Or is it?

For the past couple of weeks our kids have been waking up in the night and either coming to our bed or turning on the TV and sleeping in the Family Room. This is not okay. We have been a houseful of grouchy zombies. No one is getting enough sleep, we are all bickering and now we are starting to get sick from being so run down. The straw that broke the camel's back though was the other night when Dude crawled into bed beside Mr. Awesome, who then rolled over and launched me onto the floor. I decided it was well past time to get to the bottom of all this.

At lunch we held a little family meeting to discuss what has us all up at night. All of the kids mentioned having bad dreams. We talked about what is real and not real and what we should do if we feel scared at night. Before long everyone was joking around and feeling more confident that angry clowns are not going to 'get them' and there are no such things as ghosts.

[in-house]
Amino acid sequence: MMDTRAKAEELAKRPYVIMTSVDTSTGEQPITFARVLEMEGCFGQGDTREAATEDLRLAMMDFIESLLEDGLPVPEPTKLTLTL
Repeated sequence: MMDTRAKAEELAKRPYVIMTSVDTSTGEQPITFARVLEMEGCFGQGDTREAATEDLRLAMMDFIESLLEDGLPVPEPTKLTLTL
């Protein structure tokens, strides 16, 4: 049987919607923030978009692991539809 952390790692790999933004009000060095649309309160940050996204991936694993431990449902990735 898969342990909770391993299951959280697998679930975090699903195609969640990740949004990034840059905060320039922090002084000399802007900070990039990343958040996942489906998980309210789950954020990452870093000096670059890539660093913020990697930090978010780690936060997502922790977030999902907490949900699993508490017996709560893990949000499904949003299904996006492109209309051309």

When the laughter subsided everyone finished their lunch and began to get ready to go back to school. Everyone was almost ready to go when Mischief, looking quite worried, said,

"Just remember guys, some dreams are really serious though, like the dream I had about that donkey. It was really scary."

"What was so scary about a donkey?" asked Crafty.

"Don't you know? When they're mad donkeys kick and stuff! That freaks me out!"

Friday, November 26, 2010

All this without a coffee!

This morning I had Parent/Teacher meetings (or as they are now called, Student Lead Conferences) with each of the kids' teachers. The first starting at 8:30am. Ugh. I had intended to get up early, shower, do my hair and be alert for the first meeting but things didn't turn out that way.

Last night we had a family movie night. We watched How to Train Your Dragon, a flick the kids have wanted to see for ages. After the movie we tucked the kids in for the night and I finally gave in and did something Mr. Awesome has been begging me to do for ages...I agreed to watch Iron Man 2 with him. By 11pm Mr. Awesome was asleep on the couch and I was watching the movie by myself.